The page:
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What Is a Total Knee Arthroscopy?

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  • Written By: Jillian O Keeffe
  • Edited By: Shereen Skola
  • Last Modified Date: 05 December 2019
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Various different surgical techniques are used by doctors to assess and improve knee joint problems. A total knee arthroscopy is one procedure where the knee only receives small incisions, through which the doctor places an arthroscope tube camera, and tools with which to cut, loosen or tighten components of the joint. Commonly, the procedure is known simply as a knee arthroscopy, rather than a total knee arthroscopy.

The knee is a hinge joint that allows the lower leg to move relative to the upper leg. This is essential to walking and other movements of the leg. Each knee joint is made up of cartilage and ligaments, and this is attached to bone and muscle. If a person's joint is injured, or the biological components degrade, then the movement of the knee can be compromised, and the patient can experience pain in the area.

Although a surgeon can cut open the flesh and joint of the knee to see inside and perform surgical manipulation, this often results in scarring, and the skin and flesh take time to heal. This type of surgery is called arthroplasty, and when portions of the joint need to be replaced with artificial substances, then it is called a total knee arthroplasty, or a total knee replacement. A total knee arthroscopy, on the other hand, only involves one or more small incisions, which reduces healing time and leaves a much smaller scar.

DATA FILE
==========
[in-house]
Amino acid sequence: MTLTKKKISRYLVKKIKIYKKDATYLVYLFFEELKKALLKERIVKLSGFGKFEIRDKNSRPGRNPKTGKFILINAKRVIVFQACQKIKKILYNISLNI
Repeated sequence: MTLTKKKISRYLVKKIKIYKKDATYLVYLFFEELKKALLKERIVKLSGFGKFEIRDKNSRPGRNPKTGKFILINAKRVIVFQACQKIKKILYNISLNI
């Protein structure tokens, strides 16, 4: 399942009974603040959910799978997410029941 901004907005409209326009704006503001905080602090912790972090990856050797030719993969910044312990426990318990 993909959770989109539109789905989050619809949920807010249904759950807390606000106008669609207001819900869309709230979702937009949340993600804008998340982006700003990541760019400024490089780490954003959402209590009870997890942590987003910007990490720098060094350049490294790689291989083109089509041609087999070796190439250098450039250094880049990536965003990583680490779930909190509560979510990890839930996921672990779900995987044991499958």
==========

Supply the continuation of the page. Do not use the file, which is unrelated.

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An arthroscope is a small tube with fiber optic lights at the end and a camera that relays images back to a screen in the operating room. Sometimes a surgeon just needs to insert the camera to identify problem areas in the knee. For these patients, only one incision needs to be made. For other cases, where the surgeon wants to alter a variety of structures inside the joint, more incisions can be made to accommodate more surgical tools like scalpels or forceps.

Commonly, a person who undergoes a total knee arthroscopy needs a general anesthetic for the procedure. The operation and the recovery process are relatively simple, though, and the patient commonly need not stay in the hospital overnight. Examples of conditions of the knee that could warrant a total knee arthroscopy include accidental cartilage injuries, arthritis, and overgrowth of bone inside the knee. The arthroscopy technique is also not limited to knee problems, as an arthroscope can be used on many other joints in the body like the shoulder or the wrist.

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